Wednesday, April 29, 2009

More on Merlefest

Okay, I can't finish Merlefest this year. There were even more Rev. War connections you need to know.

We went to see Janet and Grey Deering of Deering Banjo company about everyday. RG played every banjo of course. He was playing the Terry Baucom model when Terry, The Duke of Drive himself, came into the booth and encouraged him considerably. I do have a picture of that. I'll try to post photos by next week. RG has gone to John H. Kerr Lake for environmental stuff for the week and most of the shots were on his i-phone.

Anyway, one other time Terry and RG were in there with David Holt and Jens Kruger. They are all great people but it just awes me to have conversations with these guys.

My last plug for this blog as far as banjos goes to Terry's wife, Cindy Baucom, the star and host the the radio show "Knee-Deep in Bluegrass". That wonderful NC show is broadcast in bunches of states. Cindy has a blog too.

In NC, locate her on
WSME Jacksonville
WIXE Monroe
WKRX Roxboro
WCOK Sparta
WMXF Wayensville
WKSK West Jefferson

So what does this have to do with the Southern Campaign. Well, all kinds of people mill around the instrument tent.

Right beside Deering Banjo was Bob Kogut, the fine fiddle maker of Lenoir.
His site was full of players about every time we approached. By the way, I heard Bob play a set with "The Neighbors" from Lenoir at Merlefest. I have heard him play for contradance several times before, but not in concert like this. Those guys were GREAT and Bob was sublime.

Anyway, in came Becky Phillips of Ft. Defiance who wants to sell a hammered dulcimer. If we need a great instrument, call her. Becky Phillips is the director of Fort Defiance. You may contact her by phone at (828) 758-1671.

Ft. Defiance is the home of Gen. William Lenoir, built immediately after the Rev. War. He found this land in present day Lenoir on the way to King's Mountain riding with the Wilkes-Surry Militia led by Col. Benjamin Cleveland. He came back and built his Mansion - 1790s style mind you.

He had moved to the area of Wilkesboro just before the Revolution to be a surveyor. He was born in Virginia, but grew up in Tarboro, NC. He married Ann Ballard of Halifax, NC when he was twenty and lived there several years. The website says to used to teach school, but couldn't raise his family on the salary and changed jobs. Some things never change.

"Previous to leaving Halifax he signed the paper known as the "Association," containing a declaration of patriotic principles and means of redress, relative to the existing troubles with Great Britain." I don't know anything about this document, but perhaps one of you can enlighten us. Is it still in Halifax?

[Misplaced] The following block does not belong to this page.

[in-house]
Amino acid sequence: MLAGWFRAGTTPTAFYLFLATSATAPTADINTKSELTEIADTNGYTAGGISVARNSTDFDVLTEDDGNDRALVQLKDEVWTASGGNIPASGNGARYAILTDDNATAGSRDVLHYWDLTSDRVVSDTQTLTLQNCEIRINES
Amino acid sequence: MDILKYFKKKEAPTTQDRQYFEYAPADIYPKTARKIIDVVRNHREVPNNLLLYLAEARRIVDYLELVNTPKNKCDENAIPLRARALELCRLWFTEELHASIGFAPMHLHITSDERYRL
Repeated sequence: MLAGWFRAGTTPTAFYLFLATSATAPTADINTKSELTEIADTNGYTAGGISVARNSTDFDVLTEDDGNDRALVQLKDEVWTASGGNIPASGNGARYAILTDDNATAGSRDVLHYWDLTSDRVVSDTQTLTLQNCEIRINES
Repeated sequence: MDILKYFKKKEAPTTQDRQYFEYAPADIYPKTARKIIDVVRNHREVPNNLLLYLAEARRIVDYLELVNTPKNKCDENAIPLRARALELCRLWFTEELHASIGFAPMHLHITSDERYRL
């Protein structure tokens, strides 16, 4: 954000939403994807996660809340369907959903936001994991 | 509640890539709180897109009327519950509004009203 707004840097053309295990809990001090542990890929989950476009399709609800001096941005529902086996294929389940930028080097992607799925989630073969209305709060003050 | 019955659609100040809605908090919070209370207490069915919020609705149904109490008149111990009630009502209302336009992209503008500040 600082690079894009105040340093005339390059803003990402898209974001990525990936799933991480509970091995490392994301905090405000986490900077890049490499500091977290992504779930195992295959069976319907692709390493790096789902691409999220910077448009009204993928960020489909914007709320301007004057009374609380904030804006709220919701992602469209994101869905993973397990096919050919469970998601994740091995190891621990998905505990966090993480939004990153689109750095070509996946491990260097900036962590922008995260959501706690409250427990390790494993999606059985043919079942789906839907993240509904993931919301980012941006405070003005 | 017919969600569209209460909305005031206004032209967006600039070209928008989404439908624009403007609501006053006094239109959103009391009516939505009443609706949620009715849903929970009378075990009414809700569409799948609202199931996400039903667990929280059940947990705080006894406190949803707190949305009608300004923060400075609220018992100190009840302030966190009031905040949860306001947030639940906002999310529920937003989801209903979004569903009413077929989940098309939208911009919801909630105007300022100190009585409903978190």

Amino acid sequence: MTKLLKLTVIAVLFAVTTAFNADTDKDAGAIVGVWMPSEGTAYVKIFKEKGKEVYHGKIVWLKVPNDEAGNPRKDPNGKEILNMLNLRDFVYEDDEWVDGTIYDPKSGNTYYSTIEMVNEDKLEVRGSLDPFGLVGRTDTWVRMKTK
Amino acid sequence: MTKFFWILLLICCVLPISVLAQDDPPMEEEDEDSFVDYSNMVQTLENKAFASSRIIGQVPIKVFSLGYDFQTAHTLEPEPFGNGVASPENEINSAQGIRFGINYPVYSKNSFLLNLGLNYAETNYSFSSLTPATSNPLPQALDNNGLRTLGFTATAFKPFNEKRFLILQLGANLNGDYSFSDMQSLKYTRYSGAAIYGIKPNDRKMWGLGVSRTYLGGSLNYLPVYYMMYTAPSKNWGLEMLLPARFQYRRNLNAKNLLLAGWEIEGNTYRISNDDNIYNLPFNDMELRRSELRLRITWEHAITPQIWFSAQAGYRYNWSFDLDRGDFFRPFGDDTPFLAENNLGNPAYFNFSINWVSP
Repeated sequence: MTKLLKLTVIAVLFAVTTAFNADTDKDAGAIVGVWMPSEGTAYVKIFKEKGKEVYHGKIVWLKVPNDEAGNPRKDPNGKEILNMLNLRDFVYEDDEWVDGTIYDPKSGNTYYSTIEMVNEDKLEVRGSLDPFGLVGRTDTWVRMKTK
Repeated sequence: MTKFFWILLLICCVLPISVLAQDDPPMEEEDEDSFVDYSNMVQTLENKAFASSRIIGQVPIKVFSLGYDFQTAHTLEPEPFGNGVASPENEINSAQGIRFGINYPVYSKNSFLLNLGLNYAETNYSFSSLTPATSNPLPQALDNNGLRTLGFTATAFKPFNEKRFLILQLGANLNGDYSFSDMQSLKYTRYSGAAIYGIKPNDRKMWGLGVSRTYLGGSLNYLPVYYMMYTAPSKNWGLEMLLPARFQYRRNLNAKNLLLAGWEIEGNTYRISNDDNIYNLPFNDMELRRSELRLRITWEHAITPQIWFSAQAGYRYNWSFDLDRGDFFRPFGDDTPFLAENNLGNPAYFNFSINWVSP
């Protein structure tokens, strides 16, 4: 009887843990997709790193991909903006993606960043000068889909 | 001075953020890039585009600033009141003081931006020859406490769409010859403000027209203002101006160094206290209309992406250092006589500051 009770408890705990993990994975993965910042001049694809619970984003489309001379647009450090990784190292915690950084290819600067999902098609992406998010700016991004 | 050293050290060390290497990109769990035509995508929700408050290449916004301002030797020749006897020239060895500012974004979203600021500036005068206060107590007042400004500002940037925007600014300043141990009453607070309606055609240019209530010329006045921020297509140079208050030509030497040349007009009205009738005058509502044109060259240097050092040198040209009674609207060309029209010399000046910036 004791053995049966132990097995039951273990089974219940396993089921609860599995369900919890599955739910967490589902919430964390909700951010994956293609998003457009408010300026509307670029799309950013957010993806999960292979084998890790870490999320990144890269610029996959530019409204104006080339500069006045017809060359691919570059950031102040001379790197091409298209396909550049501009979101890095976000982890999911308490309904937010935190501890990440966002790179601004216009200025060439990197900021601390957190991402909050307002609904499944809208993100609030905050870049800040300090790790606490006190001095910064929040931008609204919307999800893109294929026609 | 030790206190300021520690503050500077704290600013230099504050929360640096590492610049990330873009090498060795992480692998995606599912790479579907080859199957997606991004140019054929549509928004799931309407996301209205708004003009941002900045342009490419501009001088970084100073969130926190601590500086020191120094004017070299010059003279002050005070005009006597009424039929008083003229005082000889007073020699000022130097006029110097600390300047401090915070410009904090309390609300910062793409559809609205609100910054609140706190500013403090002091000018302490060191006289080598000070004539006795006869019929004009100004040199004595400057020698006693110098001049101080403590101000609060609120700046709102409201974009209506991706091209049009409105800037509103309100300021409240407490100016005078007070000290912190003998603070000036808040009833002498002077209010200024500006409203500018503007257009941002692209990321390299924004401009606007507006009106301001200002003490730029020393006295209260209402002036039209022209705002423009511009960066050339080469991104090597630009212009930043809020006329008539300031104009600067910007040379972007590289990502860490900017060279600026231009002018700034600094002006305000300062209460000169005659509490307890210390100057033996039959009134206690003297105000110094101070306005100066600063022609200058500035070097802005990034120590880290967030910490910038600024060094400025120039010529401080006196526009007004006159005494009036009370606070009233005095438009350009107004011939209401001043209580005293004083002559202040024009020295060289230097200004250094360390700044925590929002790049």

I do know when he moved to the area of Wilkesboro it was still Surry county. He was immediately appointed a member of the Committee of Safety there. He was a Captain riding with Maj. Joseph Winston and fighting under the command of Benjamin Cleveland at Kings Mountain.

Two of the many interesting comments he recorded concerning the battle at Kings Mountain - Joseph Winston led his group around the back side of the Mountain and got a little lost. When they realized their mistake, they galloped back into position and Lenoir records they flew "like foxhunters" through unknown forests. I can just see that. When you see the gentle hills of Surry county and all the horses from farm to farm, I can see those fox hunters...

Secondly, Lenoir was wounded in the fight at Kings Mountain in two places on his arm and side. His clothes were torn by multiple bullet holes and one bullet even passed behind his head close enough to pass through his hair where it was tied. I can see that too. That would make me mad.

Gen. Lenoir's papers are precious resources stored at UNC - Chapel Hill. In fact, even though Lenoir never went to school himself, he reached out to become educated learning four languages, writing, reading and math of course. AND importantly, he was a founder of the University of North Carolina, the first public university in the nation and he was the first President of its Board of Trustees. NC legislated a public university to be available "at low fees" in 1776, but the war intervened and the University was not chartered until 1789. No money was appropriated by the state at that time so the trustees dug into their own pockets to acquire land and building materials. They laid a cornerstone in 1793 and by 1795 the first student enrolled. I imagine Gen. Lenoir as President of the trustees was the spark that made it happen.

Ft. Defiance in North Carolina is a private museum struggling financially and needs your support. Inside are original furnishings and documents. The Lenoir family lived in this building until the 1960s. They never threw anything away, so almost every item is not only original, but original to the house itself. Gen. Lenoir is buried in the family Graveyard on the grounds of Ft. Defiance.

Ft. Defiance serves students and public events to overflowing, but upkeep takes capital. If you have any emotional connection to this place or just want to help keep it available, please send a donation to Becky.

And you be a spark. Nothing worst can happen if your hair is maliciously removed at the hands of strangers. Even if the Congress does not appropriate money for our National Heritage Area, we can still join up and make a fire for our Rev. War sites. Becky's doing it. You find something too.

AND please Edgecombe county and Pitt county get your Rev. Stories into the Park Service. I know you have sites and stories to tell too.

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